Cancer Causes & Control

, Volume 25, Issue 2, pp 143–149 | Cite as

Plasma amino acid profiles are associated with biomarkers of breast cancer risk in premenopausal Japanese women

  • Chisato NagataEmail author
  • Keiko Wada
  • Michiko Tsuji
  • Makoto Hayashi
  • Noriyuki Takeda
  • Keigo Yasuda
Original paper



Recently, profiles of plasma amino acids have been utilized to detect diseases including breast cancer. However, there is a possibility that the amino acid status may be associated with the risk of breast cancer. We investigated the relationship of plasma levels of amino acids with levels of sex hormones and insulin-like growth factor (IGF)-1, which are relevant to the etiology of premenopausal breast cancer, in normal premenopausal women.


Participants were 350 Japanese women who had regular menstrual cycles less than 40-day long. Fasting plasma samples were assayed for estradiol, testosterone, dehydroepiandrosterone sulfate, sex-hormone-binding globulin (SHBG), and IGF-1. A total of 20 amino acids in plasma were quantified by liquid chromatography–mass spectrometry. Information on lifestyle and reproductive factors was obtained using a self-administered questionnaire.


The plasma arginine level was significantly inversely correlated with plasma levels of total and free estradiol and IGF-1 after adjusting for age, body mass index, and phase of the menstrual cycle. Plasma leucine and tyrosine levels were significantly positively correlated with the free testosterone level. The ratio of plasma asparagine to the total amino acids was significantly positively correlated with SHBG level.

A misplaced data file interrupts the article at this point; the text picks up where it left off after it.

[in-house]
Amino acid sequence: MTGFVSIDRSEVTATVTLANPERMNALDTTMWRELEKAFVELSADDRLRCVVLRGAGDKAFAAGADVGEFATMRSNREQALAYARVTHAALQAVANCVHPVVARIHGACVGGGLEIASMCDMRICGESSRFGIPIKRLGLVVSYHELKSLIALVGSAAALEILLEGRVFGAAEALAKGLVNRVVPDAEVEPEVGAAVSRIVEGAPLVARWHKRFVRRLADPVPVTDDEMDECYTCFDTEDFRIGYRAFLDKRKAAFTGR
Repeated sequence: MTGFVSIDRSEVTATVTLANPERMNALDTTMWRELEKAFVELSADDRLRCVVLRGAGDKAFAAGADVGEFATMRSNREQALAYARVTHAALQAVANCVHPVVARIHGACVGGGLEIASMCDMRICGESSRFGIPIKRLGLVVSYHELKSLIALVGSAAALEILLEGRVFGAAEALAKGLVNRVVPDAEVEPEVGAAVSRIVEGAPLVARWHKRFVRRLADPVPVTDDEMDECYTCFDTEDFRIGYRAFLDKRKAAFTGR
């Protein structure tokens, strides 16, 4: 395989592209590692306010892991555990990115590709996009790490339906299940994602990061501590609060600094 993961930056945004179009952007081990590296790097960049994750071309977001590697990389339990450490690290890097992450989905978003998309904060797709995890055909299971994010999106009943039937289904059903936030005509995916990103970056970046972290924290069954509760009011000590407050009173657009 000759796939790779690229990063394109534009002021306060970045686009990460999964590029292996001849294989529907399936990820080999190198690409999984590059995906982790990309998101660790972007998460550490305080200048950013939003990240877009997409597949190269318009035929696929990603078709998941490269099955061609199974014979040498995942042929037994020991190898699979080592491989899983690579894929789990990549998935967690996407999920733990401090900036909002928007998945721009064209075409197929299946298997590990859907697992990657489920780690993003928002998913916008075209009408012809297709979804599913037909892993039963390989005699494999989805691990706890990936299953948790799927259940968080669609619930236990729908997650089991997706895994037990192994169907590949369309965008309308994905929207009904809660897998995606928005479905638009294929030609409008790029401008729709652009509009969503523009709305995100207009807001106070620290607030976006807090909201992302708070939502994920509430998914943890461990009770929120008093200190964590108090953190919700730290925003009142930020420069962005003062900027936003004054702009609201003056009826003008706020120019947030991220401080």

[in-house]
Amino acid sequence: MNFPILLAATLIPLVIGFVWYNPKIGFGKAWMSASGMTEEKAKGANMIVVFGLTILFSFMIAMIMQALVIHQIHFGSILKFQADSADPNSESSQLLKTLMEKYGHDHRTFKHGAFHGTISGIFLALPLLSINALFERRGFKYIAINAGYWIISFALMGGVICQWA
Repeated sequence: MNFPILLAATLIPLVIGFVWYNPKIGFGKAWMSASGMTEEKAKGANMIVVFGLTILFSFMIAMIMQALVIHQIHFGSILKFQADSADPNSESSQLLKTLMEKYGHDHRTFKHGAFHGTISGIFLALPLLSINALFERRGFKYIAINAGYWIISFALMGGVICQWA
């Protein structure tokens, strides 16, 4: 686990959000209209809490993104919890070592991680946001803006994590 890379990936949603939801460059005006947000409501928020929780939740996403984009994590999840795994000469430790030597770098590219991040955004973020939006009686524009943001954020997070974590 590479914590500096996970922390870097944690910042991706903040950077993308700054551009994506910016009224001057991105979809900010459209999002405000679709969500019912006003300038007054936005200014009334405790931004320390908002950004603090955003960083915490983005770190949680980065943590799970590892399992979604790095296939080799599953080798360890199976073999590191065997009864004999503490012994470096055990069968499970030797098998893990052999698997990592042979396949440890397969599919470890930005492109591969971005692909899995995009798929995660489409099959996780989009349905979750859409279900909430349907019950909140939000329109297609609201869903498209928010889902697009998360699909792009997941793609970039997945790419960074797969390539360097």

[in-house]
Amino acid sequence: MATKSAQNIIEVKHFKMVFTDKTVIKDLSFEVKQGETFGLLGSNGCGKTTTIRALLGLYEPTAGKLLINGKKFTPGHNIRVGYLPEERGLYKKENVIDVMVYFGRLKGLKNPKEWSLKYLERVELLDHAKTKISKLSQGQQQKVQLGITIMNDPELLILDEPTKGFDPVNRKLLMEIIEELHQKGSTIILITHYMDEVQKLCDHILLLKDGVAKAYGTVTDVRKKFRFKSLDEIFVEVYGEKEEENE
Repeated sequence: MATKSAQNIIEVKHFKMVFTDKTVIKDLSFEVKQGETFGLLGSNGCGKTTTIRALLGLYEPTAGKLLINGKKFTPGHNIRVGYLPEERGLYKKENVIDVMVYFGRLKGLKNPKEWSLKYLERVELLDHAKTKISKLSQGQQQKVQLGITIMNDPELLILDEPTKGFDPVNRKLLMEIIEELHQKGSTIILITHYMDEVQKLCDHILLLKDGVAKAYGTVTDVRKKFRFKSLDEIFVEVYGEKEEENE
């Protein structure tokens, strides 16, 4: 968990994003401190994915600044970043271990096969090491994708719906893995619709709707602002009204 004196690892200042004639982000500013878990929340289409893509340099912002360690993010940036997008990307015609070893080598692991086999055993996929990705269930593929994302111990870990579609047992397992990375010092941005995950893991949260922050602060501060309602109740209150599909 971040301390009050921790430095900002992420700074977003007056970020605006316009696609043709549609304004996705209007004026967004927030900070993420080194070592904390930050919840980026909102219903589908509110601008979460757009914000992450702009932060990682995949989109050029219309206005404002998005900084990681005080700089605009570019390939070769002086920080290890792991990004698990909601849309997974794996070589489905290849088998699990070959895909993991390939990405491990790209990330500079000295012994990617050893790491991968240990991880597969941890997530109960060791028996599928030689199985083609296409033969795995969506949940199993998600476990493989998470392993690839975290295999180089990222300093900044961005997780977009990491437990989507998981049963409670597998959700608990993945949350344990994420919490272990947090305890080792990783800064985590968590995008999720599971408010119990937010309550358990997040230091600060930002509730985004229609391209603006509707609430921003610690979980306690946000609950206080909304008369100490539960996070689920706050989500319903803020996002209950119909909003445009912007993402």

Plasma levels of some specific amino acids, such as arginine, leucine, tyrosine, and asparagine, were associated with the levels of sex hormones, SHBG, or IGF-1 in premenopausal women. However, the present cross-sectional study cannot provide a cause–effect relation. The implication of amino acids in the etiology of breast cancer needs to be addressed in future studies.


Amino acids Breast cancer Sex hormones IGF-1 Premenopausal 



This study was supported in part by Grants-in-Aid for Scientific Research on Innovative Areas (No. 221S0001) from the Japanese Ministry of Education, Culture, Sports, Science, and Technology.

Conflict of interest

The authors declare that they have no conflict of interest.

Supplementary material

10552_2013_316_MOESM1_ESM.docx (63 kb)
Supplementary material 1 (DOCX 62 kb)


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Copyright information

© Springer Science+Business Media Dordrecht 2013

Authors and Affiliations

  • Chisato Nagata
    • 1
    Email author
  • Keiko Wada
    • 1
  • Michiko Tsuji
    • 1
    • 2
  • Makoto Hayashi
    • 3
  • Noriyuki Takeda
    • 4
  • Keigo Yasuda
    • 3
  1. 1.Department of Epidemiology and Preventive MedicineGifu University Graduate School of MedicineGifuJapan
  2. 2.Department of Food and NutritionJapan Women’s UniversityTokyoJapan
  3. 3.Department of Internal MedicineMatsunami General HospitalGifuJapan
  4. 4.Department of Endocrinology and Metabolism, Murakami Memorial HospitalAsahi UniversityGifuJapan

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